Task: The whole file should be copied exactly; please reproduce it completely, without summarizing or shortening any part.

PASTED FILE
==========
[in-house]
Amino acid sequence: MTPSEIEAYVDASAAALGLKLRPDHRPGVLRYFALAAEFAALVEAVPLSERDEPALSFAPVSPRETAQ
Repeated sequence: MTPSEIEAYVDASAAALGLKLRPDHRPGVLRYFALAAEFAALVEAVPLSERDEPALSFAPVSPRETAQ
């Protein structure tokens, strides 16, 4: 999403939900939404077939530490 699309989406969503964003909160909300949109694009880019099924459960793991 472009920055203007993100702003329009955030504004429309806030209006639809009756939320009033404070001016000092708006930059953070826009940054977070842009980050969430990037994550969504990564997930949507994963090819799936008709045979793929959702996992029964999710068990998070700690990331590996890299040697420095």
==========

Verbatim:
[in-house]
Amino acid sequence: MTPSEIEAYVDASAAALGLKLRPDHRPGVLRYFALAAEFAALVEAVPLSERDEPALSFAPVSPRETAQ
Repeated sequence: MTPSEIEAYVDASAAALGLKLRPDHRPGVLRYFALAAEFAALVEAVPLSERDEPALSFAPVSPRETAQ
């Protein structure tokens, strides 16, 4: 999403939900939404077939530490 699309989406969503964003909160909300949109694009880019099924459960793991 472009920055203007993100702003329009955030504004429309806030209006639809009756939320009033404070001016000092708006930059953070826009940054977070842009980050969430990037994550969504990564997930949507994963090819799936008709045979793929959702996992029964999710068990998070700690990331590996890299040697420095």